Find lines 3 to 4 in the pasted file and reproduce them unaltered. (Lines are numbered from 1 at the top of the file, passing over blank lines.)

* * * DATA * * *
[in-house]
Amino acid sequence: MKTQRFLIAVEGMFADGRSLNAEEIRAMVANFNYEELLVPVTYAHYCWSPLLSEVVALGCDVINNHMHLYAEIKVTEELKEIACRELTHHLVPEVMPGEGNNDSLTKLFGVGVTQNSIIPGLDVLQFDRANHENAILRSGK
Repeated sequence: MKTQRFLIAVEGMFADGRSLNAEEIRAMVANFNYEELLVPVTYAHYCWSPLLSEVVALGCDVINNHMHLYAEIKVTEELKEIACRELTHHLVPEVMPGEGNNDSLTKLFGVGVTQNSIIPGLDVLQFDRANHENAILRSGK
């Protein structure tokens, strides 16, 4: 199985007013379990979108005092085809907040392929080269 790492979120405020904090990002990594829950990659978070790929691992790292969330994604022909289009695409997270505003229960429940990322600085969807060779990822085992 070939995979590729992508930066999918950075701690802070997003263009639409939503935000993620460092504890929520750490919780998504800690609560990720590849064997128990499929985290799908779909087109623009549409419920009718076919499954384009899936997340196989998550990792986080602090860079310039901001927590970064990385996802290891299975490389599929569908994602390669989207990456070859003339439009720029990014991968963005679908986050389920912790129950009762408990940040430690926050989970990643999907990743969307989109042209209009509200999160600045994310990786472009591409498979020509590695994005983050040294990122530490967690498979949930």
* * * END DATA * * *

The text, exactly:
Repeated sequence: MKTQRFLIAVEGMFADGRSLNAEEIRAMVANFNYEELLVPVTYAHYCWSPLLSEVVALGCDVINNHMHLYAEIKVTEELKEIACRELTHHLVPEVMPGEGNNDSLTKLFGVGVTQNSIIPGLDVLQFDRANHENAILRSGK
């Protein structure tokens, strides 16, 4: 199985007013379990979108005092085809907040392929080269 790492979120405020904090990002990594829950990659978070790929691992790292969330994604022909289009695409997270505003229960429940990322600085969807060779990822085992 070939995979590729992508930066999918950075701690802070997003263009639409939503935000993620460092504890929520750490919780998504800690609560990720590849064997128990499929985290799908779909087109623009549409419920009718076919499954384009899936997340196989998550990792986080602090860079310039901001927590970064990385996802290891299975490389599929569908994602390669989207990456070859003339439009720029990014991968963005679908986050389920912790129950009762408990940040430690926050989970990643999907990743969307989109042209209009509200999160600045994310990786472009591409498979020509590695994005983050040294990122530490967690498979949930």